Germany has asked Israel to probe allegations it illegally used white phosphorus shells in Gaza. The request comes at a time when the influence that Germany and the EU have over Israel is viewed as minimal.
White phosphorus is banned under international law for use near civilians
"The Israeli side has itself announced that it will carry out an inquiry into these allegations. We expect this to occur with the necessary urgency and thoroughness," foreign ministry spokesman Andreas Peschke said.
Peschke however emphasized that now is not the right time for an international, independent probe of the matter.
"In the current situation we should be focused on turning the very fragile peace there into a sustainable ceasefire ... so that it is possible to give concrete help to people, to organize reconstruction and of course to return to a political process," he told a regular news conference on Friday, Jan. 23.
A vicious cycle: Europe finances infrastructure only to have it destroyed
Although white phosphorus is permitted for creating a smokescreen, it is banned under international law for use near civilians because it can cause severe burns. According to Israeli newspaper Haaretz, the country’s army has begun an inquiry to determine whether paratroopers used the banned shells close to civilians during the Gaza offensive.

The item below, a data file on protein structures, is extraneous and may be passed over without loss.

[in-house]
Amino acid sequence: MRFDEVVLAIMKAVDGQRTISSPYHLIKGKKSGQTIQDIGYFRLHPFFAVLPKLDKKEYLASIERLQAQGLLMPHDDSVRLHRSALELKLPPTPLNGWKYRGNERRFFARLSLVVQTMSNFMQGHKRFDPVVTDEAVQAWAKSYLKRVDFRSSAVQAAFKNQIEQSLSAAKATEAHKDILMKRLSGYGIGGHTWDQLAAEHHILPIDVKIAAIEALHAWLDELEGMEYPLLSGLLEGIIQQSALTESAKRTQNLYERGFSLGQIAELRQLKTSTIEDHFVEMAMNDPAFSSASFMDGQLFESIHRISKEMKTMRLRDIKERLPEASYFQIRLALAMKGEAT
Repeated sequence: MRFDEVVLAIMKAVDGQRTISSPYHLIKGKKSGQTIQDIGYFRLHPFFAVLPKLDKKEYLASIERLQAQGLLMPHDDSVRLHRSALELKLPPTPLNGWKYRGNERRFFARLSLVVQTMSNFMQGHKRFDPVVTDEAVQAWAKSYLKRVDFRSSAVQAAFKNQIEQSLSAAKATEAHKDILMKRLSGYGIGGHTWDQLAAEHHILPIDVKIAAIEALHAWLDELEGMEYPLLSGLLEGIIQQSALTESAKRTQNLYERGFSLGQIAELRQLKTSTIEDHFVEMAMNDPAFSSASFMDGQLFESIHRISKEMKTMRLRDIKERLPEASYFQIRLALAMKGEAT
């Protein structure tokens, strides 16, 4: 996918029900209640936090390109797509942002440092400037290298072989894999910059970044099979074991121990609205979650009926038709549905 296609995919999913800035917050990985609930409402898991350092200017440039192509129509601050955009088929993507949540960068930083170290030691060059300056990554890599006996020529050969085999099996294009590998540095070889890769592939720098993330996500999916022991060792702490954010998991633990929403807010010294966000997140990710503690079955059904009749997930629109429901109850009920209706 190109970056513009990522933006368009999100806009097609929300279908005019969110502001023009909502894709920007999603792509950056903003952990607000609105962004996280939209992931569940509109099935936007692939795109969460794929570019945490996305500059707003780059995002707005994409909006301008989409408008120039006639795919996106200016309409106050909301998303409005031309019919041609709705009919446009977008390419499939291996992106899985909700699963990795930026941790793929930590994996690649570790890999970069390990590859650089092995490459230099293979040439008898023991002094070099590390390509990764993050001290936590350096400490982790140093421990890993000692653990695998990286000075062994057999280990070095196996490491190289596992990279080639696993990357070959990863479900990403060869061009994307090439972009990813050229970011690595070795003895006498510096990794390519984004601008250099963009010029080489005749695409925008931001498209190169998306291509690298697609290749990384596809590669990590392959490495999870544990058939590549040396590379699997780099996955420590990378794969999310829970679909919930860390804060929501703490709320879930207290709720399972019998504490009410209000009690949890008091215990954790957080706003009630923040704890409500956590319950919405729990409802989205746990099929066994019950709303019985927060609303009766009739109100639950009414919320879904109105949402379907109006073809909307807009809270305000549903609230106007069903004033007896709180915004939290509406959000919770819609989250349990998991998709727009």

Amesty International has alleged that Israel could be guilty of war crimes, saying the use of the shells in civilian areas was "clear and undeniable."
Germany’s call on Israel to conduct the probe comes at a time when European influence over Israel is proving itself to be minimal if not obsolete.
The European Union has been frustrated in the past by being forced to stand on the sidelines and watch as building projects they funded in Palestine were destroyed by Israeli bombs. The European Union has been a major aid partner to Palestine, but has very little political influence in the Middle East, experts say.
But with new US President Barack Obama signaling that his administration will make the Middle East a top foreign policy priority, Europe hopes for a greater influence on Israel.
"The government believes that progress in the Middle East is only possible with a strong and sustainable contribution of the United States," German government spokesman Ulrich Wilhelm said recently.